BRAC Cleanup Plan

At Naval Air Facility Midway Island

                                                                                                                    May 1997



     This fact sheet provides information regarding environmental cleanup activities at Naval Air Facility (NAF) Midway Island. On September 30, 1993, NAF
Midway Island operationally closed in accordance with the Defense Base Closure and Realignment Act (BRAC) of 1990. In an effort to implement President
Clinton's decision to promote early reuse and redevelopment of closing bases, the Navy is currently implementing a BRAC Cleanup Plan (BCP) for NAF
Midway Island. The Department of the Navy (DoN) and the Department of the Interior (DOI) signed a Memorandum of Understanding (MOU) on May 22,
1996, concerning the transfer of NAF Midway to the U.S. Fish and Wildlife Service (USFWS). The Executive Order transferring legal enforcment authority to
the USFWS was signed on October 31, 1996. This fact sheet describes the current and future BCP activities at Midway Island.


     NAF Midway Island is located on Midway Atoll at the northwestern end of the Hawaiian Island chain, approximately 1,100 miles northwest of Pearl
Harbor, Hawaii. Site of the historic Battle of Midway in June 1942, NAF Midway Island has supported various naval operations since the late 1800s. Currently,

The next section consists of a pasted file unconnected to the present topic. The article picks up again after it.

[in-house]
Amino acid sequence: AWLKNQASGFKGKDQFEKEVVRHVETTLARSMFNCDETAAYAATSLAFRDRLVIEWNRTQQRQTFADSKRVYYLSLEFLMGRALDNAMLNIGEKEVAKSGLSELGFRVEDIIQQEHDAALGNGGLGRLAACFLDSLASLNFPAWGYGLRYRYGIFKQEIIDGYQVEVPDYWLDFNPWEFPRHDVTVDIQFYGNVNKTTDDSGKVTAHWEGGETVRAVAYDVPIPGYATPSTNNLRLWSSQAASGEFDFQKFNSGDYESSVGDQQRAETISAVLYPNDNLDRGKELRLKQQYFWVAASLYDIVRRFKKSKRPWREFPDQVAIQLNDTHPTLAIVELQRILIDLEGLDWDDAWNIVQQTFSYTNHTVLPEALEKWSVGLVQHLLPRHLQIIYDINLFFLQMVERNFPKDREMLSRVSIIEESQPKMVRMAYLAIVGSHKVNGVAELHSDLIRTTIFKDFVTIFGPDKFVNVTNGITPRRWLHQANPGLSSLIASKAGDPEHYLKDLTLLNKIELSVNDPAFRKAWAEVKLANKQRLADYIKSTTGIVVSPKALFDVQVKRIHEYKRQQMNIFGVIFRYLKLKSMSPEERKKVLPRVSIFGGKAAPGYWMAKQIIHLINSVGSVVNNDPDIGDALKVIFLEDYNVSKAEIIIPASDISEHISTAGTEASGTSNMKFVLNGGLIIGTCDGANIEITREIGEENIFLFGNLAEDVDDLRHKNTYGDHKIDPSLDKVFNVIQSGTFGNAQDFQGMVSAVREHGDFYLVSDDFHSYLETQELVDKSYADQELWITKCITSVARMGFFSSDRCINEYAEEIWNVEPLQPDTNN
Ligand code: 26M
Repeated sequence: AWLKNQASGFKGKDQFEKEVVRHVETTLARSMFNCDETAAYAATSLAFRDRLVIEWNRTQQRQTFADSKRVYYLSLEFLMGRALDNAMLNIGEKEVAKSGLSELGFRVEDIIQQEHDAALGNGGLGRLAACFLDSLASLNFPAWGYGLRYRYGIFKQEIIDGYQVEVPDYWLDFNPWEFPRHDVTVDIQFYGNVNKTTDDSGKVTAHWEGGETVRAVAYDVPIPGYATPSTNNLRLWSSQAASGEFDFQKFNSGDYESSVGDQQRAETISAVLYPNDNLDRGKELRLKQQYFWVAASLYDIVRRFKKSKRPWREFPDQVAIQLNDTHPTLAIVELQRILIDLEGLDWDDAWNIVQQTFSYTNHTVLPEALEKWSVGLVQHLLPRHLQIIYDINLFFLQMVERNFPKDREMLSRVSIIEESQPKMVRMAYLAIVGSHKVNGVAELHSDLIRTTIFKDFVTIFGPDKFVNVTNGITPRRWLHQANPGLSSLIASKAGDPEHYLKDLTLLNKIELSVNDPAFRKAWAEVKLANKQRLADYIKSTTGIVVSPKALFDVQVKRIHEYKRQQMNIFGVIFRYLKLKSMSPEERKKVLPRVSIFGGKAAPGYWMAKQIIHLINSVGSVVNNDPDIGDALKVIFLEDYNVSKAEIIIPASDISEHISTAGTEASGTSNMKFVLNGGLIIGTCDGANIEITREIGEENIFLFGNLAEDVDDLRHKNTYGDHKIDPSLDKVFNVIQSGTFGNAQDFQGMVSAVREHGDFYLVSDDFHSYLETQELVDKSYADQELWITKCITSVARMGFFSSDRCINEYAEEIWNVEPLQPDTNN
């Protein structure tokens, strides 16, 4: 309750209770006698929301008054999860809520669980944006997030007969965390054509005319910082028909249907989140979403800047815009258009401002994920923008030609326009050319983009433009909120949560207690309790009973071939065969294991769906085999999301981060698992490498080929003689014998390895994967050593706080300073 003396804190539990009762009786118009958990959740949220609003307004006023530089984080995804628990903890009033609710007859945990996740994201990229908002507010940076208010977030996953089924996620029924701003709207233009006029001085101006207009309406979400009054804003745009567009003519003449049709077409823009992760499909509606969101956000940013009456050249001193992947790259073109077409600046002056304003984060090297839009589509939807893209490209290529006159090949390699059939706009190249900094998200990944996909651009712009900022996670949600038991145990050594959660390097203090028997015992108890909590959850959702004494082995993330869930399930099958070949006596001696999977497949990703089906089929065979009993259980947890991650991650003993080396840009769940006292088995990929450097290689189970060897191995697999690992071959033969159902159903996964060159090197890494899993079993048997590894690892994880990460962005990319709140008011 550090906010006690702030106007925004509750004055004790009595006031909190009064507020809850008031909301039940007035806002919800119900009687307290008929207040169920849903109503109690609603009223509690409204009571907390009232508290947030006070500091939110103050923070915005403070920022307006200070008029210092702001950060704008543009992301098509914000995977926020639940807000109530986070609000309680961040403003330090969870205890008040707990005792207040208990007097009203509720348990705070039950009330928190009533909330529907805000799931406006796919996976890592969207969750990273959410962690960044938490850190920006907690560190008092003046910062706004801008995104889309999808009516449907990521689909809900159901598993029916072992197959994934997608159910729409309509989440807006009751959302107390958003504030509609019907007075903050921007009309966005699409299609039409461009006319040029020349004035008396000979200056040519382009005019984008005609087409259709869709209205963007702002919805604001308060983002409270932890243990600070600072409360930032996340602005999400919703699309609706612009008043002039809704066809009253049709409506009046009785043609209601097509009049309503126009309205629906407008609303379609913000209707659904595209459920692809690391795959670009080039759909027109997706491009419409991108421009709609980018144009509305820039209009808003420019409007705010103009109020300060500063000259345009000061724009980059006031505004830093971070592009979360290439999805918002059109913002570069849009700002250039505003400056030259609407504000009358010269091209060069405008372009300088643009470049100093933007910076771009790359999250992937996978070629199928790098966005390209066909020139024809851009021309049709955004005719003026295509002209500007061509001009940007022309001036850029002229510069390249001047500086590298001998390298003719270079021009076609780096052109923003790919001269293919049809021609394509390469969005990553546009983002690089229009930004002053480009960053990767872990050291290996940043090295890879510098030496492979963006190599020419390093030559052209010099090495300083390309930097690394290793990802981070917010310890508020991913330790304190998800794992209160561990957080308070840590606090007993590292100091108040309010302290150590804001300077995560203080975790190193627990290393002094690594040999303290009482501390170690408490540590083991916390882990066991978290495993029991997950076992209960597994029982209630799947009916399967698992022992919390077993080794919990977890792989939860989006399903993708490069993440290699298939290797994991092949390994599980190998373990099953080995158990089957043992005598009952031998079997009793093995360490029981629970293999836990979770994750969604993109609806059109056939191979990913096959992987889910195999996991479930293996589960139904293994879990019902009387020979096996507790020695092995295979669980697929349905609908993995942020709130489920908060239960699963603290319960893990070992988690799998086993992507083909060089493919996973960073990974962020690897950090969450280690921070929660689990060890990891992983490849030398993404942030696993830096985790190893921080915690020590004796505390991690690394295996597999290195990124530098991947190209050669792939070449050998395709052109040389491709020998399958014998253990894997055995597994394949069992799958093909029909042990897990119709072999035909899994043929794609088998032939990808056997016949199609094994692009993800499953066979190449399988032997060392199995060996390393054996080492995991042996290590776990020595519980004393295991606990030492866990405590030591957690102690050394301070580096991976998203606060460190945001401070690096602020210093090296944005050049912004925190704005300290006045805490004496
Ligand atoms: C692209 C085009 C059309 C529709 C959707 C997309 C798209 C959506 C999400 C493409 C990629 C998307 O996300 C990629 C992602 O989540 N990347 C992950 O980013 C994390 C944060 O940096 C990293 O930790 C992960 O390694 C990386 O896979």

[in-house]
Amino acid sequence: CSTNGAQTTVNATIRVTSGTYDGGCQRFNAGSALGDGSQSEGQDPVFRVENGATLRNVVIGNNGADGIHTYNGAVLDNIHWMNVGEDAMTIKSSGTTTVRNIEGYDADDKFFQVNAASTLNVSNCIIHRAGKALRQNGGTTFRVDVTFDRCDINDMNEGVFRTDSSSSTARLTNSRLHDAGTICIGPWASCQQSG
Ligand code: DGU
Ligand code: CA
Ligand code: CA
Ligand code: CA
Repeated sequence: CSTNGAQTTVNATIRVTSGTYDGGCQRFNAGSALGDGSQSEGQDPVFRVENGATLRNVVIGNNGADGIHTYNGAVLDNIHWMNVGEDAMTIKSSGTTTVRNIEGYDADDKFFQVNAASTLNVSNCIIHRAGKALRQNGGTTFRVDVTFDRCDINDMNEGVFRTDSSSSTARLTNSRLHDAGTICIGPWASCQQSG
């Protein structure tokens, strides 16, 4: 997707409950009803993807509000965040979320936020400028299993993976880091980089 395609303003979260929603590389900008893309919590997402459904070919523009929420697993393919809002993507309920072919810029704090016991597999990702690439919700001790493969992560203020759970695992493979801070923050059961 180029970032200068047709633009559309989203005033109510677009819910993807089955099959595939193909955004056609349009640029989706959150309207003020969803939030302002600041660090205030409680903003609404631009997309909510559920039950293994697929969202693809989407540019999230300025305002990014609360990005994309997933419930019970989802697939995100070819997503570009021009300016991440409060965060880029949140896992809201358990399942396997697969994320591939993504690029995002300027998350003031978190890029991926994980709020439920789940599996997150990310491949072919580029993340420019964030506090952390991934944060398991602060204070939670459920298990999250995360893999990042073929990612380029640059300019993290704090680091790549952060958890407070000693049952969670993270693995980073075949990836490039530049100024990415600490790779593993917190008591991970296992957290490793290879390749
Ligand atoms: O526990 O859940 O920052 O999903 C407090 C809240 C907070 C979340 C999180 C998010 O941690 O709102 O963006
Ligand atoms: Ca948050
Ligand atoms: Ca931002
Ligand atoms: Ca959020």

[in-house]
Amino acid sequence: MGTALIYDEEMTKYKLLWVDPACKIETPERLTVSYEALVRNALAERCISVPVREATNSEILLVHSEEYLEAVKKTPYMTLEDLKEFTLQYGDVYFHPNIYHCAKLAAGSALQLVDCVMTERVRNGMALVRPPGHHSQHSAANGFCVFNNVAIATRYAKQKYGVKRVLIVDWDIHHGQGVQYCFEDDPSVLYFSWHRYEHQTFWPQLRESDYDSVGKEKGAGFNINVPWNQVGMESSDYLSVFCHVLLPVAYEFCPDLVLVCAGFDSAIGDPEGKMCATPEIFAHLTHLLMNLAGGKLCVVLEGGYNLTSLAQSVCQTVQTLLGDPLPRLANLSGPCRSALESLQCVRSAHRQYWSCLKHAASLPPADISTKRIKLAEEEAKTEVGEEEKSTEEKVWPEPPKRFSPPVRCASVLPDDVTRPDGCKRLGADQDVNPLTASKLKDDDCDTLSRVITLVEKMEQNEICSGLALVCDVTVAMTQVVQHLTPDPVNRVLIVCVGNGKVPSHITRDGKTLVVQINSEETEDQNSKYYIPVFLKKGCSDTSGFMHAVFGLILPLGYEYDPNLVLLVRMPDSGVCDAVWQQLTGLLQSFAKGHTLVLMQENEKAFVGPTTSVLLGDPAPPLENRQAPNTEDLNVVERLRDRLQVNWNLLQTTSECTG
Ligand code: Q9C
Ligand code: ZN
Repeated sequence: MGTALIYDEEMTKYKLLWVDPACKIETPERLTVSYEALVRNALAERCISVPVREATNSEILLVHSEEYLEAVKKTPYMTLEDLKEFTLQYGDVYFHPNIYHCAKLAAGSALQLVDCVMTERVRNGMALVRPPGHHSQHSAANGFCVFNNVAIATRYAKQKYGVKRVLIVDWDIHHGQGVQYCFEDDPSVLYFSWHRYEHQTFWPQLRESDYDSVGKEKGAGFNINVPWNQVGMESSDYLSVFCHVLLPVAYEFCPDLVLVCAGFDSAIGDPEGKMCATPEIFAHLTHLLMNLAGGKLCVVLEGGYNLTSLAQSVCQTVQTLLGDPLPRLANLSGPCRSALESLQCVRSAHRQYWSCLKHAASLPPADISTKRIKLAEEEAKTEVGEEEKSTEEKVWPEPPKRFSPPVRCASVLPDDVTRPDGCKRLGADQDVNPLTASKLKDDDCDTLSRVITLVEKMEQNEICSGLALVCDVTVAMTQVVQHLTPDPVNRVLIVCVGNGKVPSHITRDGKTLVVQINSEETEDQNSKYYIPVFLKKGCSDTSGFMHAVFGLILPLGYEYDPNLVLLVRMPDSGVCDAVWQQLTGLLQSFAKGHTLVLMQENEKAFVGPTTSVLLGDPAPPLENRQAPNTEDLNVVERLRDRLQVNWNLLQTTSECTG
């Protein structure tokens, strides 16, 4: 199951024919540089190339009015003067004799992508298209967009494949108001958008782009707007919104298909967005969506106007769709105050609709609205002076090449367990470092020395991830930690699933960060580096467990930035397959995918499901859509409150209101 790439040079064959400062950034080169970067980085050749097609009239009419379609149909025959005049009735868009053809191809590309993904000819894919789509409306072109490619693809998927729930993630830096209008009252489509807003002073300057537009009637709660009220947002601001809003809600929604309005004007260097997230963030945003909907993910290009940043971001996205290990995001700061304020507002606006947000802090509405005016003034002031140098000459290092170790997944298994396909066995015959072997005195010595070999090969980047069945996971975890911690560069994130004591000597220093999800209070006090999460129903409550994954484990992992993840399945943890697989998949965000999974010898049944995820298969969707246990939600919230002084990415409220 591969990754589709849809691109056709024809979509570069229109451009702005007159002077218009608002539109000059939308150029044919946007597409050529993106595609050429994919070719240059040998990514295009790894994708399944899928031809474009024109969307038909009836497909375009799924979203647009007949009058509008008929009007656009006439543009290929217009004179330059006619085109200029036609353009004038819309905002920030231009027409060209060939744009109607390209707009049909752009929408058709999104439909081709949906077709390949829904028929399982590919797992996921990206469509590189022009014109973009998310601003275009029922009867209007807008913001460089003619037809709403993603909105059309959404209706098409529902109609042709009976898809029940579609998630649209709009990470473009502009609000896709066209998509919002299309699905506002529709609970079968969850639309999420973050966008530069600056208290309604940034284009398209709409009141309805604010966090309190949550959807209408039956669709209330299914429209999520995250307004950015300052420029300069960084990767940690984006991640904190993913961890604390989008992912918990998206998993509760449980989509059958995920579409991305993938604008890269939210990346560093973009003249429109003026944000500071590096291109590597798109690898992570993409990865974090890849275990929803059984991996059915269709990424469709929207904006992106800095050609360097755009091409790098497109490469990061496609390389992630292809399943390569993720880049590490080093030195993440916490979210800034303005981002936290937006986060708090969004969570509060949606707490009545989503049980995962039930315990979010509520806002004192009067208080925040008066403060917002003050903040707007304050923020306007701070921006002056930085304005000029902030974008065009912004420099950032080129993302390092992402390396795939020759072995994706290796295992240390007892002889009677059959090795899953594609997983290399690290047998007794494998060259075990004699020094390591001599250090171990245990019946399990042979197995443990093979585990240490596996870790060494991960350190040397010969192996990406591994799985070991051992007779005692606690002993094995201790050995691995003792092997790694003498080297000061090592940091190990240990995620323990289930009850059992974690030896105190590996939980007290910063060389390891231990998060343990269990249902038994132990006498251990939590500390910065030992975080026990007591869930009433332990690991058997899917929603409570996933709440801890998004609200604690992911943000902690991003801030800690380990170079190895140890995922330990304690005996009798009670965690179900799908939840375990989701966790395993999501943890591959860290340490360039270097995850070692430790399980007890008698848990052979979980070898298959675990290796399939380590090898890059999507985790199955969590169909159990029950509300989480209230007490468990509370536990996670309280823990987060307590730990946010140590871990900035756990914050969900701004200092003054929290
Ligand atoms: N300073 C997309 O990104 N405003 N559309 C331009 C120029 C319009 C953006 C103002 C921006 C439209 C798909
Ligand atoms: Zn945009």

Midway Atoll is a naval base under the juristiction of Pacific Division, Naval Facilities Engineering command (PACNAVFACENGCOM). The USFWS assumed
custody of Midway Island when the transfer of MOU was signed, but operation of Midway will not be changed until the current Navy Base Operating Services
(BOS) contract is completed on June 30, 1997, and the Navy leaves Midway.
     Midway Atoll consists of two main islands, Sand and Eastern, with several smaller islets. NAF Midway Island operational facilities are located on Sand
Island, while Eastern Island has been uninhabited since 1970.

 Purpose and Scope of the BCP

     The purpose of the BCP for NAF Midway Island is to summarize the current status of base environmental restoration and associated environmental
compliance programs, and to present a strategy for implementing response actions necessary to protect human health and the environment. This strategy integrates
activities being performed under both the Navy Installation Restoration (IR) Program and other environmental compliance programs that support cleanup and
accelerate reuse of the base. The initial BCP and Environmental Baseline Survey (EBS) were copmpleted in March 1994. The BCP is updated annually to reflect
changes in the status of base activities. The first, second, and third updates were completed in February 1995, 1996 and 1997, respectively.

Current Activities

     The status of current cleanup activities is presented below:

   1.Two Fluid Injection with Vacuum Extraction (FIVE) systems were installed to cleanup petroleum-contaminated soil and groundwater on Sand Island. The